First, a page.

This paper explores different definitions of literacy and why it arguably demands discrete attention on an Education Studies’ course. It examines contemporary theories and focuses on a scene from the film ‘The Fantastic Mr Fox’ to highlight the possible plurality, and potential power of literacy.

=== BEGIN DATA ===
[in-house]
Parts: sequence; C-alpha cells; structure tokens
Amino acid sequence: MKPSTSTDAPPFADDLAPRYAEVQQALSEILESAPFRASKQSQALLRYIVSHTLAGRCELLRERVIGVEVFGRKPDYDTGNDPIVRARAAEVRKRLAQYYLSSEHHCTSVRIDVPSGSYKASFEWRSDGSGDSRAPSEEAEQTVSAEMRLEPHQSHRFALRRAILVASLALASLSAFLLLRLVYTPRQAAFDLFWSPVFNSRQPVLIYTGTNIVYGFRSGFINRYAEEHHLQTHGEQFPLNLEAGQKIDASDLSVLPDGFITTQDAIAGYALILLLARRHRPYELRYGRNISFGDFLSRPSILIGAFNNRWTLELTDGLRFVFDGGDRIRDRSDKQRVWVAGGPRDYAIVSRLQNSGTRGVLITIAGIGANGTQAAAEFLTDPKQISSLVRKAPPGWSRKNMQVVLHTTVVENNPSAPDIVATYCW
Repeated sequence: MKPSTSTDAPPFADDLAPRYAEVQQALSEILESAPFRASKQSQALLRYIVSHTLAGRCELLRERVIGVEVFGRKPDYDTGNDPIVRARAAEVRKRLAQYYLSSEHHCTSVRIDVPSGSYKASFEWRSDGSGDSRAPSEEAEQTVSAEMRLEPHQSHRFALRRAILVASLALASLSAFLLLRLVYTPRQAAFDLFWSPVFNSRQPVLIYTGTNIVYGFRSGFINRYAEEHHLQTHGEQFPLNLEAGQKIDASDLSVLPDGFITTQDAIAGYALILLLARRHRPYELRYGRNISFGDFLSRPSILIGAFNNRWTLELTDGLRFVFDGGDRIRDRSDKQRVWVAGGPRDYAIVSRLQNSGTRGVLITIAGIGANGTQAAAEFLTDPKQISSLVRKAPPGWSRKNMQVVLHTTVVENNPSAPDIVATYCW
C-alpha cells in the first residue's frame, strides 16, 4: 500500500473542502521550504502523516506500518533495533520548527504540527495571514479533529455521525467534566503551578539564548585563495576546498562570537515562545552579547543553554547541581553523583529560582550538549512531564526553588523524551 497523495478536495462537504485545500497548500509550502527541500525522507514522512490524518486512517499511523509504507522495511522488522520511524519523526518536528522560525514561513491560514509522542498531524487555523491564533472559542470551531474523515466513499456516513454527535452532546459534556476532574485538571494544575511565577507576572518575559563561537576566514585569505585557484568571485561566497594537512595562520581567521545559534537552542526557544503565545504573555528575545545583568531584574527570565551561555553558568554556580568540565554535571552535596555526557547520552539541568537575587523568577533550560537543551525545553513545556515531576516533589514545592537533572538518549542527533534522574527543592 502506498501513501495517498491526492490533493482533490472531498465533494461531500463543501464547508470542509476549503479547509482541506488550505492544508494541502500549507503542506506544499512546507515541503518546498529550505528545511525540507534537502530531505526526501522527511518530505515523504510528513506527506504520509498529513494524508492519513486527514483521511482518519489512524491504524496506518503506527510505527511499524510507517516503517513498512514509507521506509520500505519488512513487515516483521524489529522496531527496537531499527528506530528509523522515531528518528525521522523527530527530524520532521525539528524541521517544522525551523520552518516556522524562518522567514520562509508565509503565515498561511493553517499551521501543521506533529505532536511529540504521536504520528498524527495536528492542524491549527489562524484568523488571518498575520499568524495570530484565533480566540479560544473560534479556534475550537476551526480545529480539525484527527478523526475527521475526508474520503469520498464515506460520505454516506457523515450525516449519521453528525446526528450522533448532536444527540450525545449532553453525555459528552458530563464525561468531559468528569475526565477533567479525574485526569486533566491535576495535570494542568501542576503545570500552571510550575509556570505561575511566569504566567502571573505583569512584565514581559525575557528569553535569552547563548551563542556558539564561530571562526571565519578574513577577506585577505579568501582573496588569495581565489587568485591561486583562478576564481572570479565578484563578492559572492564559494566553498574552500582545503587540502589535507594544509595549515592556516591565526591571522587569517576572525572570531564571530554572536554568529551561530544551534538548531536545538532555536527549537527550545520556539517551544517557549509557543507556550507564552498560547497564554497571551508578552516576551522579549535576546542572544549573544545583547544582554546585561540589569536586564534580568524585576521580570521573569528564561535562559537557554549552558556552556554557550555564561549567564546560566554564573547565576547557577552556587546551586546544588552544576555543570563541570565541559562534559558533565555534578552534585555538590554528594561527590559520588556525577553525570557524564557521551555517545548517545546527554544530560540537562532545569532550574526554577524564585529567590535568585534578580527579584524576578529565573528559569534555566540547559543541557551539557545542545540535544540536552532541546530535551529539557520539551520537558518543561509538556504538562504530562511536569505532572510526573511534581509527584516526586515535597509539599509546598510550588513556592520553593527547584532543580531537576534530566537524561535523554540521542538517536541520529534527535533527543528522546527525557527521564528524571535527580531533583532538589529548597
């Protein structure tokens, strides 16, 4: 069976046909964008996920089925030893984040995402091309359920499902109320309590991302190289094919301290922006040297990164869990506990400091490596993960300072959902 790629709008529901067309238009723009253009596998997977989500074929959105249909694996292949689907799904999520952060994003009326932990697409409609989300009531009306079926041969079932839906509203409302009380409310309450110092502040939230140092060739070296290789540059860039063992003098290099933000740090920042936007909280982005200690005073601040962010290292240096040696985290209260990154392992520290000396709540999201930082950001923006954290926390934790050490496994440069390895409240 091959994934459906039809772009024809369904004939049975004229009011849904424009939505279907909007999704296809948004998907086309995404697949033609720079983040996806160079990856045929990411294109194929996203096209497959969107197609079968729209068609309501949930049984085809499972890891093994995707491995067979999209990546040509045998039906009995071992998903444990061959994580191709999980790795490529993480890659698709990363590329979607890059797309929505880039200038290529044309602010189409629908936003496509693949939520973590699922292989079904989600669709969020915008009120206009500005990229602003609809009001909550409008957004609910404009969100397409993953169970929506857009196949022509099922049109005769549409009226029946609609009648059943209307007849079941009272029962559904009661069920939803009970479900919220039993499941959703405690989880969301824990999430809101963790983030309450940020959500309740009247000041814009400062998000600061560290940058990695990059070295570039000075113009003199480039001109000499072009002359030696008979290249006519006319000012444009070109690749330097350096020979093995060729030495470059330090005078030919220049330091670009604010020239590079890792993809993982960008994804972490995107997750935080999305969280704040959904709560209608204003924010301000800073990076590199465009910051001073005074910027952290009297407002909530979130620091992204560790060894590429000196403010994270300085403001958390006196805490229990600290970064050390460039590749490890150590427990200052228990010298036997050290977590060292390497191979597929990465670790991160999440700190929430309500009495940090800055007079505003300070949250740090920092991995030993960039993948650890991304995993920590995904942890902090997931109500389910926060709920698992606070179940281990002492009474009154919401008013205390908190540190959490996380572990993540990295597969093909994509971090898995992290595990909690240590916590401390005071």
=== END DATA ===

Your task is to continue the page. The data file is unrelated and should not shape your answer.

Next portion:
Literacy is not an end in itself. It is a fundamental human right (Bataille, 1976). It is seen as inherently good and virtuous (Cook-Gumperz, 2006). Despite this, there is no universal agreement on the definition of literacy (Wyse, Jones, Bradford & Wolpert, 2013). Graff (2013, p.4) states that: “Literacy is a historical variable and is historically variable.” Literacy in the twenty-first century has become a byword for standards (Lankshear, 1993). Yet there appears to be a dichotomy between what is known as ‘functional literacy’ and ‘critical literacy’ (Freire, 1996). This paper sets out to explore different views of literacy and what place literacy has in Education Studies. It concludes that literacy is at the epicentre of the debate about what education is and ought to be about. Literacy therefore demands special attention in Education Studies and avoids the safety of neutrality.